Europe’s business leaders, policymakers and researchers to share insights on future work
EUWIN and Beyond 4.0 invite business representatives, policymakers, social partners, and researchers to participate in the free Virtual Conference Workplace Innovation in the Digital Age. Now more than ever, it is vital to share emerging trends and debate effective strategies for digital and workplace transformation. The Conference comprises three two-hour events spread over three days, each including short presentations and a facilitated discussion.
‘Industry 4.0’ promises to transform productivity, remove waste, eliminate repetitive work and enhance capacity for innovation. How do you ask? Through the rational organisation of production and service delivery. Yet research evidence and practical experience alike suggest that improvements in business performance will be achieved mainly through enhancing human labour through digital assistance rather than replacing it. In short, organisations are unlikely to achieve a full return on investment unless technological innovation and workplace innovation are considered together. By empowering employees to use and develop their full range of competencies and creative potential, workplace innovation can achieve high performance. Simultaneously, you’ll have a fully engaged and healthy workforce. Only then, it is possible to create an organisational culture in which digital technologies are embraced and their benefits maximised – through the best possible synergies with human potential.
Start at Best Participation
Start at Best as a guest speaker on the second day of this virtual conference will show how a European project can promote innovative workplace models, unconventional solutions, and an enhanced understanding of worker’s needs – made possible by the wider participation of stakeholders in the innovation process. Our project comes at a critical time, helping to ensure business competitiveness and readiness for the next industrial revolution. However, to transform potential into reality, digital workplaces must be embedded in a culture of close interaction and cooperation, enabling productivity gains to be combined with creativity and innovation. Discover more in our session.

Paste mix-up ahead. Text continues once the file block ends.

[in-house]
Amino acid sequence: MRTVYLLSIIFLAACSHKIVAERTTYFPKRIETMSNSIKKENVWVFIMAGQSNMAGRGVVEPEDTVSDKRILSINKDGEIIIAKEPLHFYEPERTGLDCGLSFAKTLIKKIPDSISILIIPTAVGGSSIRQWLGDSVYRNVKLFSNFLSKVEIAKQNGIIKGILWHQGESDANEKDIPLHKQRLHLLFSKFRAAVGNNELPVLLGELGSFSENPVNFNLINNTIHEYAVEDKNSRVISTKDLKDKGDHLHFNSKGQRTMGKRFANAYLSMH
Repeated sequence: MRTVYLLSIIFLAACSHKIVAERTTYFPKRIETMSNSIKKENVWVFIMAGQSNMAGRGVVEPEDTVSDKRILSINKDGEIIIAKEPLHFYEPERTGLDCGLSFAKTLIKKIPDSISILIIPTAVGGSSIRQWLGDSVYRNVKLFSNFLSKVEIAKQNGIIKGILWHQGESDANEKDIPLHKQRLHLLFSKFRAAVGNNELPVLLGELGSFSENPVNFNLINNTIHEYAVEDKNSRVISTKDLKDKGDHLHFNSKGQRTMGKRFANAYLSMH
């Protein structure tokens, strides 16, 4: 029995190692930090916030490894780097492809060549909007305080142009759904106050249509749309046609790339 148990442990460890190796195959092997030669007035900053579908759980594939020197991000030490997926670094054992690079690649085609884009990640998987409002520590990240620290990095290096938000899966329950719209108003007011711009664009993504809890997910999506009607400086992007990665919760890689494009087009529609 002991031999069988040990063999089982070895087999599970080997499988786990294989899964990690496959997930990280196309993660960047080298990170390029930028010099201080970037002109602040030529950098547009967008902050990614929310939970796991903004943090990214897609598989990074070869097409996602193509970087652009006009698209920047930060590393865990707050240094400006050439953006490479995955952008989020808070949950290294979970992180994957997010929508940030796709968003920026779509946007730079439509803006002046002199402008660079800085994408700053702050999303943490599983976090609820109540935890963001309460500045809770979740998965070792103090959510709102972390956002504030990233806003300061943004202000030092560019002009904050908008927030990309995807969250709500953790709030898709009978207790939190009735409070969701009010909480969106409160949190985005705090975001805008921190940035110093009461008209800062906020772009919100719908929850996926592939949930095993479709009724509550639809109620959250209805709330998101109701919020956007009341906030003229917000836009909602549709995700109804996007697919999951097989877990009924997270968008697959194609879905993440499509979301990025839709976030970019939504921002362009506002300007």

The Virtual Conference
Digital innovation and workforce readiness: emerging trends in the workplace
15.00 – 17.00 CET
There is much discussion of the need to achieve the best possible synergies between digital potential and human potential. But what does this look like in practice? There are few clear guidelines, but this session will discuss the emerging trends, challenges and opportunities faced by three leading business.
Peter Totterdill (Workplace Innovation Europe CLG) will introduce the session by asking what workplace innovation means in the context of the coming digital revolution, outlining some of the key challenges and decisions facing Europe’s businesses.
Digital and workplace innovation: Emerging trends in public policy
15.00 – 17.00 CET
Policies and programmes to stimulate, resource and sustain the spread of workplace innovation are well established in countries such as Finland, France and Germany over many decades. In recent years they have also spread to the Basque Country, Scotland and elsewhere, and there is growing interest from governments as far afield as Canada and South Korea. Workplace innovation initiatives are also emerging in new types of setting through, for example, the EU’s INNOSUP 04 programme and the Dutch Top Sectors strategy.
Introducing the session, Tuomo Alasoini (Finnish Institute of Occupational Health) will review past and current trends in the development of national and regional policies for workplace innovation in Europe, and outline the challenges facing policymakers with the rise of digital technologies.
Digital and workplace innovation: emerging trends in research
15.00 – 17.00 CET
The future of work in the digital age sets many interesting challenges for Europe’s research community. Chris Warhurst (IER, University of Warwick) will introduce the session with an overview of these challenges and some emerging findings from recent research.